The results of the 2009 Iranian presidential election did not only surprise the world, they also surprised the Iranians.
For years, reform forces within Iran have broken their backs in an attempt to gain political power and influence, and it appeared that 2009 would be the year this group would receive the social and political rewards for their years of hard and risky work.
It was expected that Mir Hossein Mousavi would emerge victorious solely based on the vast dissatisfaction with President Mahmoud Ahmadinejad’s domestic and foreign policies. And not only was Ahmadinejad faltering in performance and popularity, but reform forces also offered credible and pragmatic solutions that would improve Iran’s political, social and economic future.
Certainly, what emerged from the June elections was beyond victory for one man or one party.
It is a continuation of political loss and embarrassment that has been falling on the reformist camp for over a decade, and while the reformists suffer this ongoing loss, the power of the traditional conservative establishment remains as strong as ever.
In a much broader context, however, the ongoing losses of the reformists are not unique to the post-revolutionary environment; the dichotomous battle between reformist and conservative forces dates farther back than 1979 Tehran.
A rift between progressive and conservative forces has dictated the political environment of Iran in modern age, and perhaps the question isn’t about who can place bread on the table, but rather who should shape the overall identity of the state.
Although it may seem like old history, it is not pointless to review the political dynamics of Iran’s Qajar Dynasty, for this period eerily reflects the current situation in modern Iran. During the 19th century, the struggle between modernising, progressive camps with conservative forces was as intense as the struggle we witness in Iran today.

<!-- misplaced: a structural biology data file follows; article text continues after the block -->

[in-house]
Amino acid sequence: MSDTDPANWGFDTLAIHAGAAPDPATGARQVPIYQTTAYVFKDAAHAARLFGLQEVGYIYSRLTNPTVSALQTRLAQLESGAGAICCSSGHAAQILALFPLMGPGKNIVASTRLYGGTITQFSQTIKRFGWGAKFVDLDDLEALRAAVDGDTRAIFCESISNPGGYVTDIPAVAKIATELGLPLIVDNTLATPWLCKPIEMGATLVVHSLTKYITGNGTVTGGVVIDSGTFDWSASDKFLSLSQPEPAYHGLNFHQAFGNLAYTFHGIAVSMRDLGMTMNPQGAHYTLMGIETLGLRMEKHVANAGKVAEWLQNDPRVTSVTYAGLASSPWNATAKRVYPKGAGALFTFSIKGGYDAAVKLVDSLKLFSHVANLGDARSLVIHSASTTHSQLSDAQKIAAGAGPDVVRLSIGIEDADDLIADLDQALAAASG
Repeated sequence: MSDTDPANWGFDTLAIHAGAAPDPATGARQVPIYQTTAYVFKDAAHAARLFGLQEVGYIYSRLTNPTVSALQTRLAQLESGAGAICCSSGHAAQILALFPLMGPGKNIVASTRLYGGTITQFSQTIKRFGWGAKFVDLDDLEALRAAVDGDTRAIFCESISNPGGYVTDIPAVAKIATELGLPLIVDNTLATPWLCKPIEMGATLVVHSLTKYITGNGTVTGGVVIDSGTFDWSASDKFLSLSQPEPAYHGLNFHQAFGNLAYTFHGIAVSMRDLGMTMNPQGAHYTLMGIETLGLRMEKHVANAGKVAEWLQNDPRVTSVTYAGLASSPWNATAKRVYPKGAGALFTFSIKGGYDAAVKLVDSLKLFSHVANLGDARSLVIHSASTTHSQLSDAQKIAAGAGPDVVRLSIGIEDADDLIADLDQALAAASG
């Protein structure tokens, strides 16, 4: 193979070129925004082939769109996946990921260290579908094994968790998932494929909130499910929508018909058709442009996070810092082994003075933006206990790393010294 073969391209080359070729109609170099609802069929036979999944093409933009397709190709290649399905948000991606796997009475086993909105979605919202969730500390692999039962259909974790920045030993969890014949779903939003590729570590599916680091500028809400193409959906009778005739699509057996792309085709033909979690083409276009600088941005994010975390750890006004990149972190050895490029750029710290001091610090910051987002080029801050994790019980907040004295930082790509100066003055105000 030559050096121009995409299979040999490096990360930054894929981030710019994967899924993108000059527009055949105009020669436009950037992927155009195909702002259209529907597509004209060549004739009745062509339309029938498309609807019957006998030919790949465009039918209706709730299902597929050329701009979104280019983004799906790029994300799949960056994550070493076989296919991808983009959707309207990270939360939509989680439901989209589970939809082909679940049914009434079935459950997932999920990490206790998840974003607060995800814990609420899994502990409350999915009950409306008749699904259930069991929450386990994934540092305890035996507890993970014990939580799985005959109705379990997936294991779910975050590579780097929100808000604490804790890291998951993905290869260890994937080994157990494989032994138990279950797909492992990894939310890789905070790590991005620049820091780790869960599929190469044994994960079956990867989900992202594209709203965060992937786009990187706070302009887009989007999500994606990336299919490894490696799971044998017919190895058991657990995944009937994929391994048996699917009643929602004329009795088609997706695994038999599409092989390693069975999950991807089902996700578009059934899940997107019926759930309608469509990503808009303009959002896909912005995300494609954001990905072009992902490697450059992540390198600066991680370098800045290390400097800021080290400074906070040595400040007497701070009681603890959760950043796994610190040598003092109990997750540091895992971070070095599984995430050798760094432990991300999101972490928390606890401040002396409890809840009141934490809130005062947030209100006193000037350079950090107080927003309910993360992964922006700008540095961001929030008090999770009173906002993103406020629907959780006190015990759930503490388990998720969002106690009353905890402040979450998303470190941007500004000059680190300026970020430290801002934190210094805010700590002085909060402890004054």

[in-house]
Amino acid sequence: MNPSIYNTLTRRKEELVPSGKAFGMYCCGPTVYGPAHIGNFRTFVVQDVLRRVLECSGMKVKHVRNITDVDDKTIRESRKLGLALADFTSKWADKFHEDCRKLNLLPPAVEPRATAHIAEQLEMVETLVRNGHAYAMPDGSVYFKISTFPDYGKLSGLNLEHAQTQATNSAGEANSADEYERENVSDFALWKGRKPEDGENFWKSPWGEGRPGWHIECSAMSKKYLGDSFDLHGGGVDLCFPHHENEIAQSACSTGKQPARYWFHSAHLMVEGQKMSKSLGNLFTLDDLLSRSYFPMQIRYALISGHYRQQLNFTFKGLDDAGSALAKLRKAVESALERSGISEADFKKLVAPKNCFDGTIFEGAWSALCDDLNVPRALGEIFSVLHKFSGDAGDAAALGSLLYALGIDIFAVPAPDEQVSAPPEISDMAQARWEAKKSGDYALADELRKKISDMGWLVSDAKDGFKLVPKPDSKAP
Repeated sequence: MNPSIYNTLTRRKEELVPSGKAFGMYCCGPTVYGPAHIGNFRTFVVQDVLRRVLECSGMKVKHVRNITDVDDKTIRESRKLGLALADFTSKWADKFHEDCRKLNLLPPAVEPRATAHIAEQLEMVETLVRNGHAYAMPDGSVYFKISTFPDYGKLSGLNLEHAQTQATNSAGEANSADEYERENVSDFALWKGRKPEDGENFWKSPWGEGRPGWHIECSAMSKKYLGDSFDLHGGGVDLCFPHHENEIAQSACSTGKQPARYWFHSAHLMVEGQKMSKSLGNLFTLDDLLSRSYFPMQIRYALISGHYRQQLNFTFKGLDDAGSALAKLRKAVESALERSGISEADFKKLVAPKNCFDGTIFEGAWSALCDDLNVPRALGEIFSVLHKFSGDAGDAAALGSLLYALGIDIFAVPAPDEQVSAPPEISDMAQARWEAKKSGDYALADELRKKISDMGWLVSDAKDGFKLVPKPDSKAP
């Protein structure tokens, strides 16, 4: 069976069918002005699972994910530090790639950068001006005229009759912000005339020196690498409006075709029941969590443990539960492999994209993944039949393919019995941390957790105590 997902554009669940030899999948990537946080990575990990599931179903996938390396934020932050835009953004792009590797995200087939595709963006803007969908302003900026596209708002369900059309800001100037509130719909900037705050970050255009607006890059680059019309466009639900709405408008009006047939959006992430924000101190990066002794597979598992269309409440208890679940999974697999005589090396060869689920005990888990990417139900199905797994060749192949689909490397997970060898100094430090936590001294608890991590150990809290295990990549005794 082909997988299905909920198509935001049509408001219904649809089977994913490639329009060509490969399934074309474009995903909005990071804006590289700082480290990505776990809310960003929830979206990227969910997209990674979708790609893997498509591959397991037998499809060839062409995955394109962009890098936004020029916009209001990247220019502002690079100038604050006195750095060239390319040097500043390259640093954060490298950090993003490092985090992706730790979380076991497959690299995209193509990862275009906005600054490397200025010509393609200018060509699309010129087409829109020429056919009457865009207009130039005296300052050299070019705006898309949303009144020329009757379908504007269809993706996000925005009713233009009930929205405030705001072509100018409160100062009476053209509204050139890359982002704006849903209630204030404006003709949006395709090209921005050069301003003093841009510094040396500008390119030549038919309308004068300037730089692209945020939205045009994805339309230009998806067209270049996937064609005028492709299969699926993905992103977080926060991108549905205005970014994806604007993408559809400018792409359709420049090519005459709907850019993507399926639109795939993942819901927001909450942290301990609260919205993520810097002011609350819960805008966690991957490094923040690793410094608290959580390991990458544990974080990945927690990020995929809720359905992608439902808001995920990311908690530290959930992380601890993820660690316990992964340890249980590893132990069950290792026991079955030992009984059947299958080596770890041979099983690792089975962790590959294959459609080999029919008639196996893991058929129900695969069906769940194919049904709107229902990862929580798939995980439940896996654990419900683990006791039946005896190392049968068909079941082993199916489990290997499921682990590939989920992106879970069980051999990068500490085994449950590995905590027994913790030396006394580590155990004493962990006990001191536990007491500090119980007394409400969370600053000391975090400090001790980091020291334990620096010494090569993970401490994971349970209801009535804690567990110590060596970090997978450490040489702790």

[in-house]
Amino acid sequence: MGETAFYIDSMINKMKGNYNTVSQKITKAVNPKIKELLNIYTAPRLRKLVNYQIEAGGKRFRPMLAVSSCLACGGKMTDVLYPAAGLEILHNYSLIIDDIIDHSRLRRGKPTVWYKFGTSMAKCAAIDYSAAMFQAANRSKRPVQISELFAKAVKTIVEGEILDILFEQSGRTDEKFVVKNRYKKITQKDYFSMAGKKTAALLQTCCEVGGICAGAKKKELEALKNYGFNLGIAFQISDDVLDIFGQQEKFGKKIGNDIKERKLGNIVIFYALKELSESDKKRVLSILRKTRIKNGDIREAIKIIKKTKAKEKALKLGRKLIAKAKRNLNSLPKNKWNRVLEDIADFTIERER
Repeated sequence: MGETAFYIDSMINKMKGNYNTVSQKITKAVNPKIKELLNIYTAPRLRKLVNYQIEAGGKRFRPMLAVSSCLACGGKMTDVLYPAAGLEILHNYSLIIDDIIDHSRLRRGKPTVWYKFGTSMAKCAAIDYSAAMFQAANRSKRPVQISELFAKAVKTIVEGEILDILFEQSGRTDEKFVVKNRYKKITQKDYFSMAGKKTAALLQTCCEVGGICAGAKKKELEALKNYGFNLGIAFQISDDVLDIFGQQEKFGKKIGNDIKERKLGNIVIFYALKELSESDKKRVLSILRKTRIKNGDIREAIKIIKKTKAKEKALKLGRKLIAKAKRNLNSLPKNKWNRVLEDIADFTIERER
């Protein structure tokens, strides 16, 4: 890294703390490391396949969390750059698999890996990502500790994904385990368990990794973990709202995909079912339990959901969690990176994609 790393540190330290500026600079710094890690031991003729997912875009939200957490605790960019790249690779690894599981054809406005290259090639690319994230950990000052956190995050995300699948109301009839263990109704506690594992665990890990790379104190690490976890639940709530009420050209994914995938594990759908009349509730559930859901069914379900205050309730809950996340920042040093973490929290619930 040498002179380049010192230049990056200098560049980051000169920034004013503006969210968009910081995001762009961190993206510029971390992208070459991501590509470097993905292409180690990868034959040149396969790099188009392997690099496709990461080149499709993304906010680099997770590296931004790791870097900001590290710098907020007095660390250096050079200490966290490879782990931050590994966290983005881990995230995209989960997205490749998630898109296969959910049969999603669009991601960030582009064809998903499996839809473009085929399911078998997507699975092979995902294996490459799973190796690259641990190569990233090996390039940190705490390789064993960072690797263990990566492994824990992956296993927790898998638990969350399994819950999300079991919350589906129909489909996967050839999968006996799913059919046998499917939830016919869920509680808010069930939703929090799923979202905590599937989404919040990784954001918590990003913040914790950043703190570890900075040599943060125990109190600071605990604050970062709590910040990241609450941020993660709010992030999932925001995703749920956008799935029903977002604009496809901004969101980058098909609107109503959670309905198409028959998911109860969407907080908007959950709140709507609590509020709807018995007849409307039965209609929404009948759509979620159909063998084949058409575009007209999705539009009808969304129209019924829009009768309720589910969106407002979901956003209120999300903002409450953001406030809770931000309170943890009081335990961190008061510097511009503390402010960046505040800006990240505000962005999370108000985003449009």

Under King Naser Al Din Shah Qajar, prime minister Amir Kabir galvanised reforms and initiated many modernisation programmes, but not all were pleased with his actions. Because these steps threatened the power and identity of the royalty, Kabir was thrown into exile and eventually murdered.
The death in this ancient conflict presents an interesting allusion to the political turmoil in Iran now (although perhaps with a little less classical drama): two forces are hard at work to control the social and political discourse of the state, and these discourses ultimately define the singular identity of the state.
Today, one side risks eroding Iran’s established identity while the other side will never give up on the ideals of the 1979 revolution.
As long as political contestation is dominated by the conservative political forces’ definition of the state identity, it seems the reform forces may find it more difficult than expected to gain political power and may have to change the way they approach the next election.
Jordan Times, 18 June 2009